Santa Claus: Real Origins and Legend
06

Oct 2021

The Legend of St. Nicholas: The Real Santa Claus

Santa Claus—otherwise known as Saint Nicholas or Kris Kringle—has a long history steeped in Christmas traditions. Today, he is thought of mainly as the jolly man in red who brings toys to good girls and boys on Christmas Eve, but his story stretches all the way back to the 3rd century, when Saint Nicholas walked the earth and became the patron saint of children. Find out more about the history of Santa Claus from his earliest origins to the shopping mall Santas of today, and discover how two New Yorkers—Clement Clark Moore and Thomas Nast—were major influences on the Santa Claus millions of children wait for each Christmas Eve.

Our version of Santa Claus based on the original Sain Nicolas image.

Saint Nicolas Statue

The name Santa Claus evolved from Nick’s Dutch nickname, Sinter Klaas, a shortened form of Sint Nikolaas (Dutch for Saint Nicholas). St. Nicholas made his first inroads into American popular culture towards the end of the 18th century. In December 1773, and again in 1774, a New York newspaper reported that groups of Dutch families had gathered to honor the anniversary of his death. 

Santa Claus Around The World

18th-century America’s Santa Claus was not the only St. Nicholas-inspired gift-giver to make an appearance at Christmastime. There are similar figures and Christmas traditions around the world. Christkind or Kris Kringle was believed to deliver presents to well-behaved Swiss and German children. Meaning “Christ child,” Christkind is an angel-like figure often accompanied by St. Nicholas on his holiday missions. In Scandinavia, a jolly elf named Jultomten was thought to deliver gifts in a sleigh drawn by goats. English legend explains that Father Christmas visits each home on Christmas Eve to fill children’s stockings with holiday treats. Père Noël is responsible for filling the shoes of French children. In Italy, there is a story of a woman called La Befana, a kindly witch who rides a broomstick down the chimneys of Italian homes to deliver toys into the stockings of lucky children. In the United States, Santa Claus is often depicted as flying from his home to home on Christmas Eve to deliver toys to children. He flies on his magic sleigh led by his reindeer: Dasher, Dancer, Prancer, Vixen, Comet, Cupid, Donner, Blitzen, and the most famous reindeer of all, Rudolph. Santa enters each home through the chimney, which is why empty Christmas stockings—once empty socks, now often dedicated stockings made for the occasion—are “hung by the Chimney with care, in hopes that St. Nicholas soon would be there,” as Clement Clarke Moore wrote in his famous poem. Stockings can be filled with candy canes and other treats or small toys.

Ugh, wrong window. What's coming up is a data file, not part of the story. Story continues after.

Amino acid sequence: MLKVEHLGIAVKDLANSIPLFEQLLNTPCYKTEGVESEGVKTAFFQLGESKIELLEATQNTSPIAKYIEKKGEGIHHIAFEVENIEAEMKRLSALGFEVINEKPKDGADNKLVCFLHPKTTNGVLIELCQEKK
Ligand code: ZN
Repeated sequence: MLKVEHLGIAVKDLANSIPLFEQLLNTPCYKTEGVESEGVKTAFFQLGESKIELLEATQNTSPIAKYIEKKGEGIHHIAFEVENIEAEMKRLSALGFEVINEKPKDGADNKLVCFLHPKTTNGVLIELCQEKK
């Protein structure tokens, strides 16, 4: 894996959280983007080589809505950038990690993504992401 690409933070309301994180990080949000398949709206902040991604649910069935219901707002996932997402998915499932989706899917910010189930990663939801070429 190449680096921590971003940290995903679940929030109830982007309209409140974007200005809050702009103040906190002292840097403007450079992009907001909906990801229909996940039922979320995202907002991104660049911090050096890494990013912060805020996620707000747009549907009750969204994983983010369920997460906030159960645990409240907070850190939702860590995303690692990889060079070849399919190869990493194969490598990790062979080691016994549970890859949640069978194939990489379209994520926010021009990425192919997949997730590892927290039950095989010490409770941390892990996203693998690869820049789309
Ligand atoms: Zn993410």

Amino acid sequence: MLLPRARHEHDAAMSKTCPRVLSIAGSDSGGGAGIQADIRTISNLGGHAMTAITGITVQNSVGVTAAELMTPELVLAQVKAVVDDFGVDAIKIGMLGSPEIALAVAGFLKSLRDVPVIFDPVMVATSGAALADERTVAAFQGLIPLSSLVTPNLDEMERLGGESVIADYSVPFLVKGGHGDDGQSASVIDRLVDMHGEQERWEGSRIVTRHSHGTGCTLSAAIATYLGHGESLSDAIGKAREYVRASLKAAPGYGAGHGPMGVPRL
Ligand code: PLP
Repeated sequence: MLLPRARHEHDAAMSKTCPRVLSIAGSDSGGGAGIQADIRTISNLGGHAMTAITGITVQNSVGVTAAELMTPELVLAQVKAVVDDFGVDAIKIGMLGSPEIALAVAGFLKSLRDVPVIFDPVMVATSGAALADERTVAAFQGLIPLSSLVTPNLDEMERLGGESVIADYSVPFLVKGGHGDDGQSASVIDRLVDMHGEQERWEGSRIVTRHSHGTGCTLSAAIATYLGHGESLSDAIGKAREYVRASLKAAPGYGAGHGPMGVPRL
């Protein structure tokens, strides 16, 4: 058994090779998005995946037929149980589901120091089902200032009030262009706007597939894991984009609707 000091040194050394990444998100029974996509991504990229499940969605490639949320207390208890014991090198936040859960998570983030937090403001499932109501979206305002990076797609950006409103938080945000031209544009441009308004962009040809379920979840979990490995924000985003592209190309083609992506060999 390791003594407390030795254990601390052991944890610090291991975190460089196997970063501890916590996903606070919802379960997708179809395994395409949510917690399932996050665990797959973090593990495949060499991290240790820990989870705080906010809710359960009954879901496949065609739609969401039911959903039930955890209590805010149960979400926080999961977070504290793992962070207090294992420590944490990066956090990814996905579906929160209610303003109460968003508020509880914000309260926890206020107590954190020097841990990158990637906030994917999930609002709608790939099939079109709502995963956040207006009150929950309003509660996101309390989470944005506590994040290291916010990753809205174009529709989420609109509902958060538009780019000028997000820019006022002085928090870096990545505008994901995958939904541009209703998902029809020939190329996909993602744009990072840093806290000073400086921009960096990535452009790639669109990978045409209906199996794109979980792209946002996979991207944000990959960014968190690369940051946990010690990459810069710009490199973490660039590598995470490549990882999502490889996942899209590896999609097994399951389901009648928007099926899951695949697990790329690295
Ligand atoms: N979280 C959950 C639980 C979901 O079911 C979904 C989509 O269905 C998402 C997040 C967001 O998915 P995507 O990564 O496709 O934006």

Christmas Traditions

Santa Claus and his wife, Mrs. Claus, call the North Pole home, and children write letters to Santa and track Santa’s progress around the world on Christmas Eve. Children often leave cookies and milk for Santa and carrots for his reindeer on Christmas Eve. Santa Claus keeps a “naughty list” and a “nice list” to determine who deserves gifts on Christmas morning, and parents often invoke these lists as a way to ensure their children are on their best behavior. 

Gift-giving, mainly centered around children, has been an important part of the Christmas celebration since the holiday’s rejuvenation in the early 19th century. Stores began to advertise Christmas shopping in 1820, and by the 1840s, newspapers were creating separate sections for holiday advertisements, which often featured images of the newly-popular Santa Claus. In 1841, thousands of children visited a Philadelphia shop to see a life-size Santa Claus model. It was only a matter of time before stores began to attract children, and their parents, with the lure of a peek at a “live” Santa Claus.

The Ninth Reindeer, Rudolph
Rudolph, “the most famous reindeer of all,” was born over a hundred years after his eight flying counterparts. The red-nosed wonder was the creation of Robert L. May, a copywriter at the Montgomery Ward department store.
In 1939, May wrote a Christmas-themed story-poem to help bring holiday traffic into his store. Using a similar rhyme pattern to Moore’s “‘Twas the Night Before Christmas,” May told the story of Rudolph, a young reindeer who was teased by the other deer because of his large, glowing, red nose. But, When Christmas Eve turned foggy and Santa worried that he wouldn’t be able to deliver gifts that night, the former outcast saved Christmas by leading the sleigh by the light of his red nose. Rudolph’s message—that given the opportunity, a liability can be turned into an asset—proved popular.


Rudolph Figurine


click here to leave a message

Leave A Message
If you are interested in our products and want to know more details,please leave a message here,we will reply you as soon as we can.

Home

Products

about

contact